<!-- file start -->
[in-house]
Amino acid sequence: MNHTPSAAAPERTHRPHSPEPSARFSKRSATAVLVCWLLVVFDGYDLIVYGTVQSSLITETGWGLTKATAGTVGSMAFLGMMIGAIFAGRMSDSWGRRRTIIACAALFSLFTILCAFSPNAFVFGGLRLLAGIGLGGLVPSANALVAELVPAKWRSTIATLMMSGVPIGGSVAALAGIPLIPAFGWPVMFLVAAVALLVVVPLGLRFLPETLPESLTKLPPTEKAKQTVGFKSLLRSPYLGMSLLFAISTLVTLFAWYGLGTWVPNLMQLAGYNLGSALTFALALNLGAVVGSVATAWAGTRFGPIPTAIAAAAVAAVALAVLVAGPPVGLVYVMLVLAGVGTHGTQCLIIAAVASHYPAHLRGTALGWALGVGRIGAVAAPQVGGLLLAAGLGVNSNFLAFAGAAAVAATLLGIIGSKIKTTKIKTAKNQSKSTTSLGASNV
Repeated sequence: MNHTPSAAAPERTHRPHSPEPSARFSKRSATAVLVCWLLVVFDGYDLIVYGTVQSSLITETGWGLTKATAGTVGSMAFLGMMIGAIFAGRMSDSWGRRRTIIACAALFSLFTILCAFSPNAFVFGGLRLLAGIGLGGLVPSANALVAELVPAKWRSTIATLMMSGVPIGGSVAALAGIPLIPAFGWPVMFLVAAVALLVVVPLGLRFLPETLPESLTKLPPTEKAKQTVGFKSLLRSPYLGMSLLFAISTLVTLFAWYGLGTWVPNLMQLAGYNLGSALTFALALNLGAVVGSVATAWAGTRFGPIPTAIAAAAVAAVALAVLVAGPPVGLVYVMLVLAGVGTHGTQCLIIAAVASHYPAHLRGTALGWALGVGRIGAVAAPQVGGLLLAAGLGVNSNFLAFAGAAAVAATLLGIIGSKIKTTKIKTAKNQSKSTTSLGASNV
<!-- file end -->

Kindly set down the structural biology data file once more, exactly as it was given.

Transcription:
[in-house]
Amino acid sequence: MNHTPSAAAPERTHRPHSPEPSARFSKRSATAVLVCWLLVVFDGYDLIVYGTVQSSLITETGWGLTKATAGTVGSMAFLGMMIGAIFAGRMSDSWGRRRTIIACAALFSLFTILCAFSPNAFVFGGLRLLAGIGLGGLVPSANALVAELVPAKWRSTIATLMMSGVPIGGSVAALAGIPLIPAFGWPVMFLVAAVALLVVVPLGLRFLPETLPESLTKLPPTEKAKQTVGFKSLLRSPYLGMSLLFAISTLVTLFAWYGLGTWVPNLMQLAGYNLGSALTFALALNLGAVVGSVATAWAGTRFGPIPTAIAAAAVAAVALAVLVAGPPVGLVYVMLVLAGVGTHGTQCLIIAAVASHYPAHLRGTALGWALGVGRIGAVAAPQVGGLLLAAGLGVNSNFLAFAGAAAVAATLLGIIGSKIKTTKIKTAKNQSKSTTSLGASNV
Repeated sequence: MNHTPSAAAPERTHRPHSPEPSARFSKRSATAVLVCWLLVVFDGYDLIVYGTVQSSLITETGWGLTKATAGTVGSMAFLGMMIGAIFAGRMSDSWGRRRTIIACAALFSLFTILCAFSPNAFVFGGLRLLAGIGLGGLVPSANALVAELVPAKWRSTIATLMMSGVPIGGSVAALAGIPLIPAFGWPVMFLVAAVALLVVVPLGLRFLPETLPESLTKLPPTEKAKQTVGFKSLLRSPYLGMSLLFAISTLVTLFAWYGLGTWVPNLMQLAGYNLGSALTFALALNLGAVVGSVATAWAGTRFGPIPTAIAAAAVAAVALAVLVAGPPVGLVYVMLVLAGVGTHGTQCLIIAAVASHYPAHLRGTALGWALGVGRIGAVAAPQVGGLLLAAGLGVNSNFLAFAGAAAVAATLLGIIGSKIKTTKIKTAKNQSKSTTSLGASNV